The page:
Mark Ross, Opinion Editor
Language students are an increasingly rare breed on university campuses in the UK, according to a recent UCLA report. But don’t despair – if language departments adapt to the demands of our up and coming linguists, the UK can retain its multilingual status.
The UCLA noted that the number of language courses offered by uni’s fell by 12 per cent, applications by 17 per cent and acceptances by thirteen per cent between 2012 and 2018.
On top of this, out of the universities that accepted language students ten years ago, over a half now have 50 per cent or more fewer students starting similar degrees
Bollywood, @BTS_twt, and anime represent! The top fastest-growing languages being learned on Duolingo worldwide this year have all been Asian languages – with Hindi, Korean, and Japanese leading the way! 🇮🇳🇰🇷🇯🇵— Duolingo (@duolingo) December 15, 2020
Pop culture may have *something* to do with this. 🧐 pic.twitter.com/IT9M7kKsbV
This is a bleak and worrying assessment of language learning in the UK. But, if we translate the numbers from the UCLA’s report into action, there is hope for the future.
Firstly, we need to change the format of courses. The report reveals that single honours language courses, for example, decreased in popularity by 30 per cent, and multiple language honours by 22 per cent.
universities should be redirecting resources towards the courses that students want to study
Meanwhile, the combination of a language and a social science soared in popularity. Applications for a language and politics, for example, increased by over 50 per cent. Joint translation and teaching courses also expanded.
This trend may reflect students’ desire to acquire a broader education for their increasingly expensive fees. Alternatively, students may be widening their appeal to multiple job sectors in response to the notoriously competitive UK job market.
Whatever the reason, universities should be redirecting resources towards the courses that students want to study. Failure to do so will result in empty lecture theatres and overstaffed, under-used departments.
An important caveat is that not all joint honours are created equal. Applications for joint language honours with English, for example, fell by 32 per cent, and those with economics by 34 per cent.
It is therefore universities’ responsibility to research which courses are in demand and to act accordingly.
Secondly, we need to change the languages themselves. Acceptances for French, German and Russian all fell by around 30 per cent. On the other hand, acceptances to read Japanese grew by 71 per cent, and Korean has tripled in popularity.
Perhaps the cultural relevance of Europe is fading in the minds of students
This is largely the result of the cultural zeitgeist emigrating to the east. East Asian culture – previously popular only in dinner party conversation and children’s TV – has become mainstream.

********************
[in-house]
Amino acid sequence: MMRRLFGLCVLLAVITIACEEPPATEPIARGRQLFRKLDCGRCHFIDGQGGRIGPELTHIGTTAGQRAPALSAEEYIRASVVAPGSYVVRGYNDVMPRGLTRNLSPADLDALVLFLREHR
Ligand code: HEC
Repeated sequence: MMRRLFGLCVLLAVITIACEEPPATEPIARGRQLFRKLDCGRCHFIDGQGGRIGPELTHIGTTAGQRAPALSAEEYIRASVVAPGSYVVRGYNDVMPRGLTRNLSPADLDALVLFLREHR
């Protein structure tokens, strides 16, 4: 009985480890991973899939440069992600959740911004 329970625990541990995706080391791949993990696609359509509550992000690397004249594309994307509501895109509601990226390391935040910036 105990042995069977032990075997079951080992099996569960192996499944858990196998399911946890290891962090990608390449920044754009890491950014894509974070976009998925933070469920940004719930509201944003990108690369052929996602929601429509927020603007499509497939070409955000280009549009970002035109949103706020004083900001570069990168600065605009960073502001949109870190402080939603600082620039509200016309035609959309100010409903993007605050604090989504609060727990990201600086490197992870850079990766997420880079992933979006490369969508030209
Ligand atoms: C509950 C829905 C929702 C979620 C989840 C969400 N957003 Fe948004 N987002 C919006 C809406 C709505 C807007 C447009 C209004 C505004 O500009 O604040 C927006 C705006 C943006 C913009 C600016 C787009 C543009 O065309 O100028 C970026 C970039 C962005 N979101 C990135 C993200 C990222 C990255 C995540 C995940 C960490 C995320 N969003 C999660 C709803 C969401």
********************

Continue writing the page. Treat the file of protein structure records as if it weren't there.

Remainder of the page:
K-Pop dominates global charts, with Korean boyband BTS being the ‘Most popular band in the world’ by most measurements. In 2019, the girl group ‘Blackpink’ became the first all-female K-pop group to headline Coachella.
Korean cinema and TV is also finally gaining some well-deserved recognition; Parasite for example, became the first south Korean film to win an Oscar in 2020. Squid Game – the Korean Netflix series and ‘Cultural sensation’ – is Netflix’s most watched show to date.
#SquidGame made history as the first non-English series and first Korean series to be nominated for the @SAGawards.— Squid Game (@squidgame) January 12, 2022
Congratulations to the cast, nominated for Outstanding Performance by an Ensemble in a Drama Series from the Screen Actors Guild. #SAGAwards pic.twitter.com/FNqarn58j6
Perhaps the cultural relevance of Europe is fading in the minds of students. For a package-holiday generation with more interest in Boon Joon-Ho than Bridgitte Bardot, Europe is no longer as exotic and alluring as the likes of Korea and Japan are proving to be.
For language departments across the country, the answer is clear: teach more of the languages that students want to learn. Redirect the resources saved in the scaling back of less popular languages, such as Italian, towards employing Arabic, Japanese and Korean teachers.
universities need to listen to their audience
Not only will this keep the study of languages alive on campus, but it will secure an income stream for increasingly squeezed universities.
And this shift would diversify universities’ curriculums. Europe, understandably, is the focus of most humanities subjects; studying occidental languages would help to broaden students’ learning possibilities.
To replenish the drying talent pool of linguists, universities need to listen to their audience. Tomorrow’s students demand diverse courses in culturally significant languages. Romance languages have lost their shine, and universities’ failure to accept this may result in Britain losing its polyglot population.
Featured image: Unsplash/Hannah Wright
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